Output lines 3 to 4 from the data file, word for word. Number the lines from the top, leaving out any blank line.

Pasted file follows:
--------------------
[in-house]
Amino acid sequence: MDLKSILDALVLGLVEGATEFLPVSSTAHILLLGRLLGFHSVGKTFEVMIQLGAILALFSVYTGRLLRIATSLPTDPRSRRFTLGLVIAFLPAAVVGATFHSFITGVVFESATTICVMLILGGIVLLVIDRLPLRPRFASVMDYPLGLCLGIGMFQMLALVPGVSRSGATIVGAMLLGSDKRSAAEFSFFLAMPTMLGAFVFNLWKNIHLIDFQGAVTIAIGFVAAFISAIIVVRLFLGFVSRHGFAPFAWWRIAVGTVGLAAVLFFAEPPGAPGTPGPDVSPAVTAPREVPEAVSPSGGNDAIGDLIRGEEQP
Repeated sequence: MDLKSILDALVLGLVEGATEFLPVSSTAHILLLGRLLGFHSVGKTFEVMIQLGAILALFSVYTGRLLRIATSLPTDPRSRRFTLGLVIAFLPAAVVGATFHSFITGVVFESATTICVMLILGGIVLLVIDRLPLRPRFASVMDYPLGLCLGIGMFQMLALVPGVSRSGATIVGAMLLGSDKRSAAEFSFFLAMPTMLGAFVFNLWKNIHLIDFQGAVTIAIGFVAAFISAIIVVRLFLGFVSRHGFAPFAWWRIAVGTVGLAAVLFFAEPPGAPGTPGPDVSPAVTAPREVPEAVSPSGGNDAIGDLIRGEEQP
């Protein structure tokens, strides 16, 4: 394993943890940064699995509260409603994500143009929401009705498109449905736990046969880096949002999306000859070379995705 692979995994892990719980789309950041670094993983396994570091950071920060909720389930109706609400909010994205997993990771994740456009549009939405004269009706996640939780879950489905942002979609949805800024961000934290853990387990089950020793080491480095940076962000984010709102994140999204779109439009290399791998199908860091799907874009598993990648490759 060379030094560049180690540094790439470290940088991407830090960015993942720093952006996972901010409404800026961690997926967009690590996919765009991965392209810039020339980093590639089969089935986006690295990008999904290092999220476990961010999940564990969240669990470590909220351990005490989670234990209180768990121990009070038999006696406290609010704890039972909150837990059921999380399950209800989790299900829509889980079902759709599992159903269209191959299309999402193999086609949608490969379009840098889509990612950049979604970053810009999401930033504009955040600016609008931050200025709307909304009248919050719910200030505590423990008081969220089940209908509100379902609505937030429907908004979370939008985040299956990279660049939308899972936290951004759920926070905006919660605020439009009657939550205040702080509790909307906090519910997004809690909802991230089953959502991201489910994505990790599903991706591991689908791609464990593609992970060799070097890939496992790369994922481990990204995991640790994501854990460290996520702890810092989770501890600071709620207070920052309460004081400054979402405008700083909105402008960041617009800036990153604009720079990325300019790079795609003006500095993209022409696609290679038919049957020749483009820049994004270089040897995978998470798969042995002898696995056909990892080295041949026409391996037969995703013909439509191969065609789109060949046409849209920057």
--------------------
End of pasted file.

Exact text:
Repeated sequence: MDLKSILDALVLGLVEGATEFLPVSSTAHILLLGRLLGFHSVGKTFEVMIQLGAILALFSVYTGRLLRIATSLPTDPRSRRFTLGLVIAFLPAAVVGATFHSFITGVVFESATTICVMLILGGIVLLVIDRLPLRPRFASVMDYPLGLCLGIGMFQMLALVPGVSRSGATIVGAMLLGSDKRSAAEFSFFLAMPTMLGAFVFNLWKNIHLIDFQGAVTIAIGFVAAFISAIIVVRLFLGFVSRHGFAPFAWWRIAVGTVGLAAVLFFAEPPGAPGTPGPDVSPAVTAPREVPEAVSPSGGNDAIGDLIRGEEQP
């Protein structure tokens, strides 16, 4: 394993943890940064699995509260409603994500143009929401009705498109449905736990046969880096949002999306000859070379995705 692979995994892990719980789309950041670094993983396994570091950071920060909720389930109706609400909010994205997993990771994740456009549009939405004269009706996640939780879950489905942002979609949805800024961000934290853990387990089950020793080491480095940076962000984010709102994140999204779109439009290399791998199908860091799907874009598993990648490759 060379030094560049180690540094790439470290940088991407830090960015993942720093952006996972901010409404800026961690997926967009690590996919765009991965392209810039020339980093590639089969089935986006690295990008999904290092999220476990961010999940564990969240669990470590909220351990005490989670234990209180768990121990009070038999006696406290609010704890039972909150837990059921999380399950209800989790299900829509889980079902759709599992159903269209191959299309999402193999086609949608490969379009840098889509990612950049979604970053810009999401930033504009955040600016609008931050200025709307909304009248919050719910200030505590423990008081969220089940209908509100379902609505937030429907908004979370939008985040299956990279660049939308899972936290951004759920926070905006919660605020439009009657939550205040702080509790909307906090519910997004809690909802991230089953959502991201489910994505990790599903991706591991689908791609464990593609992970060799070097890939496992790369994922481990990204995991640790994501854990460290996520702890810092989770501890600071709620207070920052309460004081400054979402405008700083909105402008960041617009800036990153604009720079990325300019790079795609003006500095993209022409696609290679038919049957020749483009820049994004270089040897995978998470798969042995002898696995056909990892080295041949026409391996037969995703013909439509191969065609789109060949046409849209920057």